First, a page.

So what about that funny tale?
Well today, of all days, being the day I got my first prosthetic leg, was also the day the local Council decided it would rip up the footpath outside the front of my home and make it a real bastard to walk across for even the able bodied! They'll be installing a new one in the next day or so!
I suppose that's irony.
Posted by Alex Simmons at 1:49 pm
Tuesday, October 23, 2007
Methods of Estimating Funtional Threshold Power:
Further update on PMC during season and pre-race build:
Using the PMC to retrospectively analyse an previous season and learn from training/planning mistakes:
Using the PMC to plan a comeback to racing (parts I & II):
Use of the PMC to predict rider performance in a Team Time Trial:
Monday, October 22, 2007
Over the last few weeks I’ve had a lot of trips to the hospital for various bone and leg scans (three different types!) as well as sessions with Infectious Diseases Docs, prosthetics people, Rehab Doc and my GP. Good news is that the leg scans are much improved on previous ones and the Infectious Diseases Docs have suggested I stop taking the antibiotics for the time being (yay!). Not quite out of the infection woods yet - I will have another set of scans in 4-6 weeks to ensure I am in the clear and will continue with blood tests in the meantime just to be sure nothing flares up.
I’ve also dropped or lowered several other medications, just down to two now.
I go into the amputee clinic this week to have my first prosthetic leg fitted and then after that go back to rehab ward at the hospital to learn how to walk again. I don’t know how long or how many sessions will be required nor what bumps in the road I’ll face along the way (everyone is different) but it’ll likely be a process of gains with some set backs along the way. Still, the days I can mostly do stuff without the crutches will be marvellous.
One example of set back – although seemingly small – the elastic wrap I have on to shape my stump must have been a little tight one day and rubbed some skin off my shin (I can’t feel that part– no nerves there at the moment). I don’t think you can wear a prosthetic when that happens – due to risk of infection. Hopefully I’ll still get to try on my new leg.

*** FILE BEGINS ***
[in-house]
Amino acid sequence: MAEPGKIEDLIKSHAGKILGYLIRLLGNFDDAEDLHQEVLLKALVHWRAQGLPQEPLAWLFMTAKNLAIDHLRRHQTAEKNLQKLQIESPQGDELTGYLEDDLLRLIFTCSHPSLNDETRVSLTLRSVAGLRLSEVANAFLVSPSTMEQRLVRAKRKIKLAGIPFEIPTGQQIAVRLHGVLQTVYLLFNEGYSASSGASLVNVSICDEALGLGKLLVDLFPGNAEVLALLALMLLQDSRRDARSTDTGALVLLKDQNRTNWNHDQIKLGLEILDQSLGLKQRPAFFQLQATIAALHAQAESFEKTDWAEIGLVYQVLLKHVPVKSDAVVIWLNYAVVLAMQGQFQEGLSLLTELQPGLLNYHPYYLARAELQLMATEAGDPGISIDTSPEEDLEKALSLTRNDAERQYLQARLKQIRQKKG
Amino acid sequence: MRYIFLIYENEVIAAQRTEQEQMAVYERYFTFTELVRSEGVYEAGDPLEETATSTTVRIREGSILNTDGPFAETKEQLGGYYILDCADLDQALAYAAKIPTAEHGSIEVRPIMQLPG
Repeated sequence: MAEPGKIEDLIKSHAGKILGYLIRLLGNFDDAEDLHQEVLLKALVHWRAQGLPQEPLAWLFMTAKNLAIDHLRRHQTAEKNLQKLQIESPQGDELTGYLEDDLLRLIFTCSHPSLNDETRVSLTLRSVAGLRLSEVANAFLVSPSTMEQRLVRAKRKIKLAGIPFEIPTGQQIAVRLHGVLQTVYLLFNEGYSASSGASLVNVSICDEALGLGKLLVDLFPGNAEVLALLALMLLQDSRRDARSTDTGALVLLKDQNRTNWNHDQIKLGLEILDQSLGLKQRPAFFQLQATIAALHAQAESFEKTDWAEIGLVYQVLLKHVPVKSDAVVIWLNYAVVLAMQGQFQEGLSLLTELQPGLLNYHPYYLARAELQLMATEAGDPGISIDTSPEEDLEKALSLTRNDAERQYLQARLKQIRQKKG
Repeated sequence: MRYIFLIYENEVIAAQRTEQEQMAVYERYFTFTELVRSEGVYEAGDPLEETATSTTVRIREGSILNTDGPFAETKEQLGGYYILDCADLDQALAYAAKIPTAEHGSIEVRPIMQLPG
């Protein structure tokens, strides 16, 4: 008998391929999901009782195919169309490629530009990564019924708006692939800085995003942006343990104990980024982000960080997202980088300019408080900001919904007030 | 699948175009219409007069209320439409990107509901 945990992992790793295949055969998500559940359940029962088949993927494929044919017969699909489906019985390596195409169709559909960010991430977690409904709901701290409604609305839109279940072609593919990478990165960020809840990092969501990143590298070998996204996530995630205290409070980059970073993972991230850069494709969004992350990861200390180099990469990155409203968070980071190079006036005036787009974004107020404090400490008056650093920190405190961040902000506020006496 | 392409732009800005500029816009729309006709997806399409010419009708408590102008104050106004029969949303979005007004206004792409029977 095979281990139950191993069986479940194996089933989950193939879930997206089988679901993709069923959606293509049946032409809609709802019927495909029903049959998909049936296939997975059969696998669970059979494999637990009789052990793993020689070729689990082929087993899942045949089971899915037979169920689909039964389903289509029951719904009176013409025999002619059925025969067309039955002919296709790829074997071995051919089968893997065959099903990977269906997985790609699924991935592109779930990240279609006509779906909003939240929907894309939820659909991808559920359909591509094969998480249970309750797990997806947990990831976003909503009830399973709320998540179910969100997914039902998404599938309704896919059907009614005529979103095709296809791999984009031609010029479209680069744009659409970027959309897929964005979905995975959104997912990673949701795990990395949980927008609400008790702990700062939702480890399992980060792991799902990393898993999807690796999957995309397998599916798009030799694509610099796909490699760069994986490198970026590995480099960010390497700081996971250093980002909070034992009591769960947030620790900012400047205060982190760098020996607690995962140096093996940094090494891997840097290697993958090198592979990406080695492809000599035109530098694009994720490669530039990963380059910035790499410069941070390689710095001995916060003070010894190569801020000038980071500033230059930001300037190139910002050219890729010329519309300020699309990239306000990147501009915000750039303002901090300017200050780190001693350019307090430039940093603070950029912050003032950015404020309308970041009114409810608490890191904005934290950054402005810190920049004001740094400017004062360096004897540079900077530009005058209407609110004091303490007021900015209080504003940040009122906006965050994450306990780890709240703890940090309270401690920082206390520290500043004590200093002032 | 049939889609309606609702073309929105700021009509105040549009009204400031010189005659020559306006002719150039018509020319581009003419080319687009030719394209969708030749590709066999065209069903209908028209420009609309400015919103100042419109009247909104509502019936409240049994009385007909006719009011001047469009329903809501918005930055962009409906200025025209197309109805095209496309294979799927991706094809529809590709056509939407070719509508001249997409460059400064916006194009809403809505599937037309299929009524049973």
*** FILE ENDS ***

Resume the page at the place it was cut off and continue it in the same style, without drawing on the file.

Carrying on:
The first leg will last 2-3 months, then I get another type of fitting which will also probably last about 3 months before needing replacement. All due to the stump changing shape and size over time.
I managed to take myself out to the velodrome to watch some of the World Masters Track Champs last week. A bittersweet experience, good racing, nice atmosphere but hard watching and not participating. Lots of people from around the world and Australia said hi, which was cool. Sorry if I didn't get to catch up with some. I pretty stuffed just lugging myself around on the crutches and my back was not agreeing with me so I gave the final days a miss.
I’m still working with my GP on a return to work plan. He is not keen for me to start just yet, he wants me to be settled on the leg first and is keeping an eye on the mental side of things. Broadly I am positive and going well (but we all have out moments, don’t we?). It’s all taking longer than I thought but I am grateful for the support I get from everyone.
It took three trips to the RTA to get my disabled parking card.
Apparently dropping into the Motor Registry with half your leg missing along with the correct RTA form signed by a Doctor to say that you have half your leg missing, is insufficient evidence that you have half your leg missing and could possibly be eligible for a disabled parking card.
I have a new kitchen!! Aside from a few finishing touches (tiling of splashbacks, range hood ventilation pipe and painting!) it’s all but done. The new dishwasher, oven and stove have been put through their paces over the last few days. Other renovation marvels continue. The irony of building an attic that I can’t at the moment climb up to see hasn’t escaped me either!!
House next door sold at auction on the weekend and, well, I was gob-smacked by the price. Glad I bought when I did, no way I could do that nowdays.
Posted by Alex Simmons at 8:24 pm
Saturday, October 13, 2007